Clearly, the downside of socialization for little ones – in Lily’s case, daycare – is that they’re just as likely to pick up ugly behaviors and words from other kids as they are positive ones, and they lack the capacity to discern any difference.
I hadn’t even considered this before, because nothing all that troubling had arisen thus far. But then, last Tuesday, I got quite the slap in the face.
A parent picking up her child at Lily’s daycare – an acquaintance and owner of our awesome local bakery, the Sunflour Bakehaus – told me that her husband was going to be part of a Dr. Seuss birthday party event that night at the library that’s down the street from our house. Lily loves the library generally, and wants to go there all the time – we often go straight from daycare to the library for a while – so I thought I’d get her home, get her some dinner, and we’d go to the party.
But since she’d heard us saying the word “library” at daycare, she’d clearly expected to go directly there. So as I turned her stroller into the driveway, her whole body reached down the street, toward the library, and she began crying and saying “Bee-bee” (her version of “library”). I told her, “We’re going to go, but first, we have to get some dinner.”
I get the front door open while she cries and tries to wrest herself from the stroller, and I wheel her in. She’s still going strong, so I settle myself in front of her with a blank expression, girding myself to ride out the tantrum with calm.
And then, through the tears and the red face and the snot and the gasping, she says something that sounds disturbingly like, “I hate you!”
I pause. “What did you say? Did you say you hate me?” My voice cracked.
“Yeah,” she says.
I try to tell myself that she doesn’t understand what she’s saying. That she’s heard a rambunctious girl in her class, who has an older sister, say it when she’s upset, and so she’s simply parroting that. But emotionally, it doesn’t matter. I don’t think any words have ever stung me so intensely, so painfully, before.
In that moment, I thought, is this what comes of all this sacrifice? Changing my entire life in countless ways; losing daily freedoms; losing professional and personal opportunities for the forseeable future; losing the treasured closeness I’d cultivated with friends who now live far away – and I’m despised in return?
Furious, I got up and walked out of the room. Let her cry, I thought. But I took a breath and reminded myself again, “She doesn’t understand. She doesn’t know what she’s saying.”
So I re-entered the room, resumed my place in front of her, and stared her in the eye. “Lily, you should never, ever say ‘I hate you.'” Again, I’m struggling to keep it together myself, but I keep my voice level and serious. “To anyone. I don’t want you to ever say that again, to anyone, no matter what they do to you. Because it’s the worst thing you can say, and it hurts. You hurt Mommy by saying that.”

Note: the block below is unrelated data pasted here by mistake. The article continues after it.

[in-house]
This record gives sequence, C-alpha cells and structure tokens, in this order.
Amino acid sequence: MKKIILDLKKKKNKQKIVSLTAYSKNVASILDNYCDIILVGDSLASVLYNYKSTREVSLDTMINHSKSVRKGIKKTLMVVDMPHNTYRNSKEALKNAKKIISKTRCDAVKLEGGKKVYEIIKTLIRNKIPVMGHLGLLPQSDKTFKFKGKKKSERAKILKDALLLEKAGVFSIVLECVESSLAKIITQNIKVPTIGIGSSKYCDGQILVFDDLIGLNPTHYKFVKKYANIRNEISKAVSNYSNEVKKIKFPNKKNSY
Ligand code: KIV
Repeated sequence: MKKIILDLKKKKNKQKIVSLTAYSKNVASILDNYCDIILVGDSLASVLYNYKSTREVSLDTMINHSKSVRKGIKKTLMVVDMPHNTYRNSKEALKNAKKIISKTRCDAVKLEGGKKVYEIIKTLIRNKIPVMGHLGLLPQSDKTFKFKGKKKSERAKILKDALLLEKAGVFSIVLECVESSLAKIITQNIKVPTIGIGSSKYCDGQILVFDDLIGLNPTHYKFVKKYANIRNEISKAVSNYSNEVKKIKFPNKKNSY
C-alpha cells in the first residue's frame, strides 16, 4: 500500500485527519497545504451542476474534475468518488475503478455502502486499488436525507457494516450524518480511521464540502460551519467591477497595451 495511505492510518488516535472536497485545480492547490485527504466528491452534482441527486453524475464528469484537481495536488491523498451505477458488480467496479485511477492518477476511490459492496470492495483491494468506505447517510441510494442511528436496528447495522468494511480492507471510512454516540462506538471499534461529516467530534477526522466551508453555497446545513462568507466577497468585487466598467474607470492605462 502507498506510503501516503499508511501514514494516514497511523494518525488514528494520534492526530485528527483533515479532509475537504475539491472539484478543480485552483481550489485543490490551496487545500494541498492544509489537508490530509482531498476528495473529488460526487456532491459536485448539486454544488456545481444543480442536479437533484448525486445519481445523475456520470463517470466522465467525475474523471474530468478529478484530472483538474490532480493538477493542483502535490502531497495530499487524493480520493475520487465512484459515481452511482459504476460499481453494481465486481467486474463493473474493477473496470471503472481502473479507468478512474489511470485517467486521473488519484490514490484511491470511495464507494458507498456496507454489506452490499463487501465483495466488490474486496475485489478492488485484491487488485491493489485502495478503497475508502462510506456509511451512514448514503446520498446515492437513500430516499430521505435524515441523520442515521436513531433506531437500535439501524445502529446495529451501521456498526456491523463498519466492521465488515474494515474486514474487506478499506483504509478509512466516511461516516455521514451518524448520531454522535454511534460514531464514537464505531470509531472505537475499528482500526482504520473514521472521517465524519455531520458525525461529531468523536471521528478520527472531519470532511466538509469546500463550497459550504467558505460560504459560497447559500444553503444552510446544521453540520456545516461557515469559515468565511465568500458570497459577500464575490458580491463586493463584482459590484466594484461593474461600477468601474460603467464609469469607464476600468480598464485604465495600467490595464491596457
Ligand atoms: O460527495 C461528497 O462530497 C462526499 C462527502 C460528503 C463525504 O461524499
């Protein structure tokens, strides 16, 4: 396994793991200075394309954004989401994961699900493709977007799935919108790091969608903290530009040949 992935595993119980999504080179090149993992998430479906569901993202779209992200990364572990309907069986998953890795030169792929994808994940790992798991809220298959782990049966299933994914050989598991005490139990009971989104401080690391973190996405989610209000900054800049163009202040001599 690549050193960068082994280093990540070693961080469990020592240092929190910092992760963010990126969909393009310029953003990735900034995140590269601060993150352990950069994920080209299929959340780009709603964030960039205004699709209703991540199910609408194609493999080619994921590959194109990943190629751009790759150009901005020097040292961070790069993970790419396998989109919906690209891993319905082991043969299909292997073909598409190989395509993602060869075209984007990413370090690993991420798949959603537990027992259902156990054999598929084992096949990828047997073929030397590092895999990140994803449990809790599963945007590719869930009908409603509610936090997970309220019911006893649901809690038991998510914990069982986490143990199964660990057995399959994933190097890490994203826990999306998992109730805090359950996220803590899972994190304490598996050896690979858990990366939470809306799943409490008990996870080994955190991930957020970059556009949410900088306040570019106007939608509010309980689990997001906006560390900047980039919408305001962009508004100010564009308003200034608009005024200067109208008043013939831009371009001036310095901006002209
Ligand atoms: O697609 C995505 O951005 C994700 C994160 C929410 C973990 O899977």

I don’t know how much of that she understood either, of course, but if nothing else, she will get the gist of “you hurt Mommy,” and that’s something.
“Will you say you’re sorry?” I ask. She was calming down, still sniffling, so I unbuckled her from the stroller and scooped her into my lap.
“Lily, will you please say you’re sorry?” She’s letting me hold her, a sure sign she’s coming back to herself. And maybe this should be enough; a kind of unspoken reconciliation. But it’s not, so I keep pressing, asking her twice more, begging at this point, for an apology.
For whatever reason, even if she’s unaware of its meaning or importance, I need it. I will have enough difficulty getting past this exchange as it is.
Finally, she barely whispers “I sorry” into my shoulder.
“Thank you, Lily. Thank you for saying you’re sorry.” I kissed her on top of her head. “I love you.”
I’d always expected to hear a declaration of hatred from my child at some point, I guess, but I’d assumed she’d be an adolescent, slamming the door to her room and turning music on loudly – not a 21 month old sitting in her stroller.
I’m trying hard now to mentally prepare myself for the long haul of parenting, since I know this is not the last time I’ll hear “I hate you.” And in the future, she’ll know full well what she’s saying when shouting those words. I wonder if it will hurt me even more then, or whether I’ll be so broken in as a parent that I’ll dismiss is as manipulation and go back to whatever I’m doing.
But inevitably, I thought, over the next few days, about how I’d screamed that at my own mother for an extended period of time one afternoon. At age six, I think, I’d gotten head lice, and after using the shampoos and micro-toothed combs, she took me to get my treasured, long, thick hair cut short. I was furious about her going against my will and changing something about myself that I loved and wanted to keep growing. She was making me ugly, I thought. So I stayed in my room, with the door closed, and screamed “I hate you!” as loudly as I possibly could until I went hoarse. And even then, I tried screaming it a few more times. She wasn’t getting off the hook that easily, I’d thought to myself.
Now, of course, I wish I could take it all back. And I’m so sorry I ever put my mom through that. We like to tell ourselves, in these situations, “You were a kid. You didn’t know any better.” But in my case, I did. I had wanted to hurt her – and now I viscerally understand precisely how much I did.
Payback’s a bitch.